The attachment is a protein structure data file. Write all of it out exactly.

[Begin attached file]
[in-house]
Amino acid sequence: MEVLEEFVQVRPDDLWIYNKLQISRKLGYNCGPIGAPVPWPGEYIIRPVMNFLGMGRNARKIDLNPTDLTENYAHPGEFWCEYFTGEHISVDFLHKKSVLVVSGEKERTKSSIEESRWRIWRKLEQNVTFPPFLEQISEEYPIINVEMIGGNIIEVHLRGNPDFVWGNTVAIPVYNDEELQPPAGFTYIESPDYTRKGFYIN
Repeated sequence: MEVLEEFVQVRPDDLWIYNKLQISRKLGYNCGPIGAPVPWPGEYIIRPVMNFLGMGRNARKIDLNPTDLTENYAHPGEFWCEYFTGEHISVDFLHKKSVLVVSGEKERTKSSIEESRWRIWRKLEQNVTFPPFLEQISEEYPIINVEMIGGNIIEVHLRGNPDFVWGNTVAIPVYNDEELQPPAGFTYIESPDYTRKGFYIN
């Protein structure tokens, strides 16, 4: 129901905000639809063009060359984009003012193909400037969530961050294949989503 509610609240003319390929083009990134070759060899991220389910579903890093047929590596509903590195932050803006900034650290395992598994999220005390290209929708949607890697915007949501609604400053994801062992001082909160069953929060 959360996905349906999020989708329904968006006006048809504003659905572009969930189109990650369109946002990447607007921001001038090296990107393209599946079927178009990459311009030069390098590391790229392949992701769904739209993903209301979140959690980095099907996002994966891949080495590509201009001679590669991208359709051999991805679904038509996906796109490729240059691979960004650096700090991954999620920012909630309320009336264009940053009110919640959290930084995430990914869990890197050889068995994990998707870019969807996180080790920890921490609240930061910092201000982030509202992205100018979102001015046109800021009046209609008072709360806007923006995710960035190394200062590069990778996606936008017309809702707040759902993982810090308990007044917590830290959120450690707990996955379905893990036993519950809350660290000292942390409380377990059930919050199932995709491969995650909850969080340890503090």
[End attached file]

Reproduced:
[in-house]
Amino acid sequence: MEVLEEFVQVRPDDLWIYNKLQISRKLGYNCGPIGAPVPWPGEYIIRPVMNFLGMGRNARKIDLNPTDLTENYAHPGEFWCEYFTGEHISVDFLHKKSVLVVSGEKERTKSSIEESRWRIWRKLEQNVTFPPFLEQISEEYPIINVEMIGGNIIEVHLRGNPDFVWGNTVAIPVYNDEELQPPAGFTYIESPDYTRKGFYIN
Repeated sequence: MEVLEEFVQVRPDDLWIYNKLQISRKLGYNCGPIGAPVPWPGEYIIRPVMNFLGMGRNARKIDLNPTDLTENYAHPGEFWCEYFTGEHISVDFLHKKSVLVVSGEKERTKSSIEESRWRIWRKLEQNVTFPPFLEQISEEYPIINVEMIGGNIIEVHLRGNPDFVWGNTVAIPVYNDEELQPPAGFTYIESPDYTRKGFYIN
């Protein structure tokens, strides 16, 4: 129901905000639809063009060359984009003012193909400037969530961050294949989503 509610609240003319390929083009990134070759060899991220389910579903890093047929590596509903590195932050803006900034650290395992598994999220005390290209929708949607890697915007949501609604400053994801062992001082909160069953929060 959360996905349906999020989708329904968006006006048809504003659905572009969930189109990650369109946002990447607007921001001038090296990107393209599946079927178009990459311009030069390098590391790229392949992701769904739209993903209301979140959690980095099907996002994966891949080495590509201009001679590669991208359709051999991805679904038509996906796109490729240059691979960004650096700090991954999620920012909630309320009336264009940053009110919640959290930084995430990914869990890197050889068995994990998707870019969807996180080790920890921490609240930061910092201000982030509202992205100018979102001015046109800021009046209609008072709360806007923006995710960035190394200062590069990778996606936008017309809702707040759902993982810090308990007044917590830290959120450690707990996955379905893990036993519950809350660290000292942390409380377990059930919050199932995709491969995650909850969080340890503090």